By the end of the day, I asked the students for suggestions.  They gave me some good feedback, so I will try to act on it and modify accordingly for this week.

This post is not about asking for sympathy or advice.  It’s actually my way of saying, “Thank you.”  Thank you to all of the teachers out there who try to do your best every day.  Even though your best may not always be the best, and you suffer from self-doubt the majority of the time, you get up each morning, re-adjust, and try again.  And, as a reward for your perseverance, you will experience those rare moments when you feel like you are the teacher you always wanted to be.

Teachers aren’t superheroes. But if we get things right every once in awhile, we might inspire a few students to save the world.

 

Thanks for Teaching Us (Reblog)

Thanks for Teaching Us is a site that allows students to publicly thank their teachers.  I blogged about it 3 years ago, and thought it would be good to mention it again.  Next week is Teacher Appreciation Week in the U.S. (May 4th-8th), and teachers are always thankful for heart-felt words from their students.  If they have permission to have their work and first name on the internet, allow them to type their thanks on this site.  Once it is posted, the letter can be e-mailed to the teacher.  Searches can be done on the site, as well, for teachers and schools that have already received thanks.

Thanks for Teaching Us

5 Things We Need to Start Pretending

I was intrigued by a couple of blog posts yesterday that were titled, “5 Things We Need to Quit Pretending.”  You can read them here and here.

Time to Pretend

Since I like to steal ideas but modify them, I decided to flip the coin. What should we start pretending in education?  Here are my 5 things (okay, it’s actually 6 – just pretend it’s 5):

  • Every child in our classroom is our own flesh and blood and we have a vested interest in the education they receive.
  • Our classrooms have no walls and it is just as easy to interview a student in another country as it is to speak to the teacher next door.
  • Every student has at least one social media account and it is our responsibility to teach them how to use it safely and kindly.
  • The interactive, passionate lessons you teach will have a greater impact on your students than their scores on their standardized tests.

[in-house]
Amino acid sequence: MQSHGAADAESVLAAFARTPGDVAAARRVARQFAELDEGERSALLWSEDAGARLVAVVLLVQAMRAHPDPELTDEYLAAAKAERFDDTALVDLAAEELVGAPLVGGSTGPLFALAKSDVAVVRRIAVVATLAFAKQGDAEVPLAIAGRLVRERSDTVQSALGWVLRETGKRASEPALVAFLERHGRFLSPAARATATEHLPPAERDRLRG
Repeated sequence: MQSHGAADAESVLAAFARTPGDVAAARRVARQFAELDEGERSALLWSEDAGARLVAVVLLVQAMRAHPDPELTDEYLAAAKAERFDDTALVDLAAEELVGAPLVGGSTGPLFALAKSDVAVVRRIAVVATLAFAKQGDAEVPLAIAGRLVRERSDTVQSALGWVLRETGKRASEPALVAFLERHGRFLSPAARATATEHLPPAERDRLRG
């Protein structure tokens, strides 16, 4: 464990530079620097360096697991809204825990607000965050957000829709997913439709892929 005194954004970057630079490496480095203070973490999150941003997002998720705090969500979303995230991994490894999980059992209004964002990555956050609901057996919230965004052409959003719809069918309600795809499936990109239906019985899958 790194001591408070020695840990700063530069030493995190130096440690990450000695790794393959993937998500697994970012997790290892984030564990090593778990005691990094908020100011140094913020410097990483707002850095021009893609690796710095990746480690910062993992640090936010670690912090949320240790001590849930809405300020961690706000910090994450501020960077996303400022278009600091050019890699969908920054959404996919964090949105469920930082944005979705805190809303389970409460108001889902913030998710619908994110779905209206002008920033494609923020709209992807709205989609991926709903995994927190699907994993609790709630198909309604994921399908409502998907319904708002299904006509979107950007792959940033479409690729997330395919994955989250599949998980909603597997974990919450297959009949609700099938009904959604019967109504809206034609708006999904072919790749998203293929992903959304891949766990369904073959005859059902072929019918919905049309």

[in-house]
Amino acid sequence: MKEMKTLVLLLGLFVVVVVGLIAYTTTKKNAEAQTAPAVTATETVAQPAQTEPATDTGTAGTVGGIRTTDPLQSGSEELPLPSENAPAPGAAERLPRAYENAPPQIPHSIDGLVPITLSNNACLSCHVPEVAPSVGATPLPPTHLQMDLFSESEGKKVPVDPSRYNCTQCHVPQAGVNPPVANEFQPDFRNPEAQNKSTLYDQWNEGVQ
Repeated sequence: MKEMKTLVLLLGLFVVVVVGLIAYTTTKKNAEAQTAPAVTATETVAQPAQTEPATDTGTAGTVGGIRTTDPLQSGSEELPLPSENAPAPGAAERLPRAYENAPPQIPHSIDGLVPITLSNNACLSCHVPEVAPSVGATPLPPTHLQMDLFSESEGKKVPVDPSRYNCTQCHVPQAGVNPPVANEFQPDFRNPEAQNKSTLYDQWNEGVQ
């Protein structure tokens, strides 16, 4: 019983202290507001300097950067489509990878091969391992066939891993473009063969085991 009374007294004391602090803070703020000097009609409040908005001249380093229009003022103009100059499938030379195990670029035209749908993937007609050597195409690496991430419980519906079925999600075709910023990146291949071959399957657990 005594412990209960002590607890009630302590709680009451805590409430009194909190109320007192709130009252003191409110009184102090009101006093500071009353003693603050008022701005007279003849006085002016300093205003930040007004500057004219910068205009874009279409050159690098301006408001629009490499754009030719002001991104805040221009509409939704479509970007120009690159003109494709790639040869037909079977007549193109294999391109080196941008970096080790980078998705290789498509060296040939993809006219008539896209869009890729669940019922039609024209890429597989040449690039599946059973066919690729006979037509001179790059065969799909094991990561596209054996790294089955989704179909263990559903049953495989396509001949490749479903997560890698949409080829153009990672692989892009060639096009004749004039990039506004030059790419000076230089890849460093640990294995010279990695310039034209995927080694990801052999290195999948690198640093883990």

• Dr. Derek Shepherd did not die on Grey’s Anatomy.
  • Steve Jobs was reincarnated into the young man who refuses to stay in his seat, always asks you to repeat directions, and never actually follows them.  You will patiently engage him in exciting lessons and he will mention your name one day in the Harvard graduation speech that he was asked to deliver after creating a successful and thriving community on Mars, referring to you as the person who inspired him follow his passions.  When you retire, he will offer you one of his palatial mansions as a retirement home, which will include a chauffeur, a chef, and a hot tub that you never have to maintain because, duh, there are other people who will take care of that.

Okay, I guess I got a little off track for a moment.

Obviously it’s not pretending to think our lessons are going to effect our students more than those silly test scores.

Right?

Zen Pencils – the Book

Gavin Aung Than, the super-talented artist behind Zen Pencils, published a collection of some of his comics last November. Needing a bit of inspiration this week, I read it again from cover to cover. When I finished, I felt like I was almost as powerful as Rising Phoenix, one of his recurring characters.

Rising Phoenix from Zen Pencils "Marie Curie" cartoon by Gavin Than
Rising Phoenix from Zen Pencils “Marie Curie” cartoon by Gavin Than

Gavin takes famous quotes and creates amazing cartoons around them.  Some of the 36 cartoons included in the book are based on selected words from: Theodore Roosevelt, Marianne Williamson, Marie Curie, and Vincent Van Gogh.  Gavin’s artistic interpretation of each passage is incredibly insightful and extremely creative.

Zen Pencils Book

Of course, one of my favorite gems in the book is Gavin’s cartoon based on Taylor Mali’s poem, “What Teachers Make.” (Not one to show to your students, though!)

To see one of Gavin’s recent masterpieces, take a look at “All the World’s a Stage,” a beautiful adaptation of the Shakespearean quote from As You Like It.  This is the closest I’ve ever come to crying over a cartoon – or Shakespeare.

Though I wouldn’t recommend this book for younger children (a tiny bit of questionable language and gestures and a large portion of higher level vocabulary), you can see in this “Reader of the Month” feature that Gavin’s readers are as young as 10 years old.  You can see Zen Pencils inspired artwork by the two girls here.

The book includes a wonderful pull-out poster featuring many of Gavin’s cartoon characters and the motto, “Imagination Unlocks the Universe.”

Zen Pencils would make a wonderful graduation gift for a high school or college student or for any teenager or adult who appreciates a healthy dose of creativity and inspiration.  I will be adding this to my “Books for Gifted Students – Or Any Child Who Loves to Learn” Pinterest Board as a recommendation for older students.  If you have an interest in Zen Pencils, but you aren’t sure you want to commit to a book of 36 cartoons, take a look at the Zen Pencils store, where I guarantee you will find a poster that is perfect for any setting.